Cuba’s Official Hitchhiking

Osmel Almaguer

A Cuban hitchhiking facilitator.

HAVANA TIMES, Feb 6 — Hitching rides in Cuba is regulated by the state. Pick-up points have been established near some bus stops where inspectors (known as azules, or “blues,” which is the color of their uniforms) have been positioned to stop any government-owned car and fill any extra seats with passengers who need a lift.

The aim of this measure is to reduce the negative impact of the transportation shortage. However not everyone is equally willing to comply with this program, even though President Raul Castro himself was the one who announced the resolution.

“There are those people who believe the company car is their personal property,” said one “blue” at the point near my house. “Some do it out of selfishness, laziness or stinginess, while others claim that they’re the ones who have to pay for the car repairs. But the most blatant are military personnel. They think they’re immune to the situation here in the country,” he said.

That was only a short time ago.

So one day when I was waiting at one of the hitchhiking points a state-owned Russian Lada was stopped. Since its driver turned out to heading to the Chivas neighborhood, I said to him, “What luck!” That’s where my school is.” So I got in and we pulled out.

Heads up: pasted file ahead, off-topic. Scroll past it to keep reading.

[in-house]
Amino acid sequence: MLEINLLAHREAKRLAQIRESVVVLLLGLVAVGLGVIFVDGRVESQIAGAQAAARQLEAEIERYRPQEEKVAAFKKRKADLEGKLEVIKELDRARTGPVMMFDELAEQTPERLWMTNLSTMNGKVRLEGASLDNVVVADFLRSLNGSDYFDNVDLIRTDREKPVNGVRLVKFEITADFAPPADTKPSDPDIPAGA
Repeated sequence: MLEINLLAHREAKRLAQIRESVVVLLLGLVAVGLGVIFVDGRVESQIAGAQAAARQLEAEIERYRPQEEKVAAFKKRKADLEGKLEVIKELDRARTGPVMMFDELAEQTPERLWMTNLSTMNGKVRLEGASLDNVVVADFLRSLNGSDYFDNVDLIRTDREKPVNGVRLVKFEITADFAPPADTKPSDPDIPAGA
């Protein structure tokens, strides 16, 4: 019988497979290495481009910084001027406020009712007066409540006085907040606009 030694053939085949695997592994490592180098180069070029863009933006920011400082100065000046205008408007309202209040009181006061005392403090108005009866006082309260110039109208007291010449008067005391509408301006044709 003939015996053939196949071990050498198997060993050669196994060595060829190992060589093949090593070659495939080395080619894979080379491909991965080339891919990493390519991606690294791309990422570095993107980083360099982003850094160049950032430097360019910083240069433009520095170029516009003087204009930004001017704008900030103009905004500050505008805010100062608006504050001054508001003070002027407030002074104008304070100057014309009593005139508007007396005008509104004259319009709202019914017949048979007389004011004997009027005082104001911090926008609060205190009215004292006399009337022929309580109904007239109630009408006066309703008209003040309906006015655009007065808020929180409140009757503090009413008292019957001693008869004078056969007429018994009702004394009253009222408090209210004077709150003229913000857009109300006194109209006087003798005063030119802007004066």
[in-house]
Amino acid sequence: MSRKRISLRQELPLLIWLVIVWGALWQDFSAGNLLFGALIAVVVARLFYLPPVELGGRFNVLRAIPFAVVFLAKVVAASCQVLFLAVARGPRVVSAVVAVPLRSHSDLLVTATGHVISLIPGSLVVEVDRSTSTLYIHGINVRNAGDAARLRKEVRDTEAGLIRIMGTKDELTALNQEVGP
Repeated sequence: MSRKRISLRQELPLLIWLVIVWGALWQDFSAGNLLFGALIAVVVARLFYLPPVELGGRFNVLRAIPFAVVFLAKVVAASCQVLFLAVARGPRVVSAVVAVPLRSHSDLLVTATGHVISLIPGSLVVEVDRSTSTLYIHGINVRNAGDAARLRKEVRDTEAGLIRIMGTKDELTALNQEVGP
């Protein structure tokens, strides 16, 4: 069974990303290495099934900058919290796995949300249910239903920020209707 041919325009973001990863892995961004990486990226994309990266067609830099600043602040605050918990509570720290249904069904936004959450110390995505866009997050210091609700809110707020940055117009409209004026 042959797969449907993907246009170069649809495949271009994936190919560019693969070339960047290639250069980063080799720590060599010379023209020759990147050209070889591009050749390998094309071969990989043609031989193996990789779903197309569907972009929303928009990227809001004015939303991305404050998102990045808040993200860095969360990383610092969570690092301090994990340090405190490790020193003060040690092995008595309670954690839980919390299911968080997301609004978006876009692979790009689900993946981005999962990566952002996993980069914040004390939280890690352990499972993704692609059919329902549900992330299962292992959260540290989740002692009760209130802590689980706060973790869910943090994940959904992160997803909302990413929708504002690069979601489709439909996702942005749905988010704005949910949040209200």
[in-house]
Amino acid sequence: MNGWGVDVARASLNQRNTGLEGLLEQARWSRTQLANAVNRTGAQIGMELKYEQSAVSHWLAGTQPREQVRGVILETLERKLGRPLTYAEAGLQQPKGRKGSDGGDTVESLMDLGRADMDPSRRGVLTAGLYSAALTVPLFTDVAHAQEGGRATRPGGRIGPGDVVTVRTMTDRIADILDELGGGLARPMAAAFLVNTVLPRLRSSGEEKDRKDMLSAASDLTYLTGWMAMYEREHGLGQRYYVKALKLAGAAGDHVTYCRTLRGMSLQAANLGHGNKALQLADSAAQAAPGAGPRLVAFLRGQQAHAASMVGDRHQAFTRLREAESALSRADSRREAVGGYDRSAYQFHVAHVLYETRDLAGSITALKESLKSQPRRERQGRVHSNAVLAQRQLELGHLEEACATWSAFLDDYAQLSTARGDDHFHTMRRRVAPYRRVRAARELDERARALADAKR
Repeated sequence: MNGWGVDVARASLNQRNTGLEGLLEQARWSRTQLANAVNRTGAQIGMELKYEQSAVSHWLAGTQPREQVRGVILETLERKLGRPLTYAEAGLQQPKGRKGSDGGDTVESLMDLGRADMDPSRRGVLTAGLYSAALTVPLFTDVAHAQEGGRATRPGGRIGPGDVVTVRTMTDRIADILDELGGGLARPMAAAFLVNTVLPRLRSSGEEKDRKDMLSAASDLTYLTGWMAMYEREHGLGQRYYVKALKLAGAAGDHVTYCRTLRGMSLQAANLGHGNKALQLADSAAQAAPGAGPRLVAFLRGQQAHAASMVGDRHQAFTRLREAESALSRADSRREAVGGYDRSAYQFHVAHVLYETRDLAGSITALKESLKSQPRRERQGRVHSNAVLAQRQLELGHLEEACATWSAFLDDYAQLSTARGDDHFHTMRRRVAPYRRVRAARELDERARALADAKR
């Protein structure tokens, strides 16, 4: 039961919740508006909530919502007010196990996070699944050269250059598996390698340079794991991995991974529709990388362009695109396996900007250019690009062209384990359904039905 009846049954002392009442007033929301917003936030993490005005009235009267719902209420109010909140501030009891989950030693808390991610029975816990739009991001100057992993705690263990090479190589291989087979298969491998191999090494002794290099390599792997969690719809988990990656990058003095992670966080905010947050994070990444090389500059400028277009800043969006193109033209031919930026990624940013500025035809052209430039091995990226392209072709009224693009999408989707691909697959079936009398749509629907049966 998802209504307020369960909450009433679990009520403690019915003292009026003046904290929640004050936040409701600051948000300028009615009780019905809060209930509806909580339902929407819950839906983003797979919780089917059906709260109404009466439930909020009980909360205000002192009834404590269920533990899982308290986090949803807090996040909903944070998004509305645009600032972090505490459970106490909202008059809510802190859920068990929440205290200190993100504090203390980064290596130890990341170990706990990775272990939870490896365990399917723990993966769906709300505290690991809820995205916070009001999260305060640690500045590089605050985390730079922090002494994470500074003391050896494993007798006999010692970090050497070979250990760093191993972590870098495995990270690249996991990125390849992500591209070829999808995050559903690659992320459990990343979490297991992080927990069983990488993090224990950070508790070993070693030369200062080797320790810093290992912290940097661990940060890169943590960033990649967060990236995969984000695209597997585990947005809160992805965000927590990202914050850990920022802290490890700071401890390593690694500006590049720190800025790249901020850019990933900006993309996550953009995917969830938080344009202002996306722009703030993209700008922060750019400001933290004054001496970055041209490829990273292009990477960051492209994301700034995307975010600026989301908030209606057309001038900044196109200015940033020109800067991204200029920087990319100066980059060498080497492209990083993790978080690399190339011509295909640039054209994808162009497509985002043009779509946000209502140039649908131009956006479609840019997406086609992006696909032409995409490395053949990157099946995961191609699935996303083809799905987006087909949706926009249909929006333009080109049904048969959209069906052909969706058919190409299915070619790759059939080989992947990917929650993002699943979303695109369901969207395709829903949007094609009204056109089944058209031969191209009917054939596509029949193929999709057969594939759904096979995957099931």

Halfway through the trip, the driver — who from the very beginning had a sour expression — from out of the blue said from to me and to the other person riding in the car that he had to change his plan and so he wasn’t going to Chivas as he had first said.

What a mess! We had to get out and try to get another ride. “What a screwed up attitude this guy has,” I thought.

Look what we have to deal with in terms of misused time and energy, not to mention people’s feelings. The “blue” guy was right. If we citizens are so bad off, it’s partly because we insist on mistreating each other instead of doing the just the opposite.


Osmel Almaguer:Until recently I would to identify myself as a poet, a cultural promoter and a university student. Now that my notions on poetry have changed slightly, that I got a new job, and that I have finished my studies, I’m forced to ask myself: Am I a different person? In our introductions, we usually mention our social status instead of looking within ourselves for those characteristics that define us as unique and special. The fact that I’m scared of spiders, that I’ve never learned to dance, that I get upset over the simplest things, that culminating moments excite me, that I’m a perfectionist, composed but impulsive, childish but antiquated: these are clues that lead to who I truly am.

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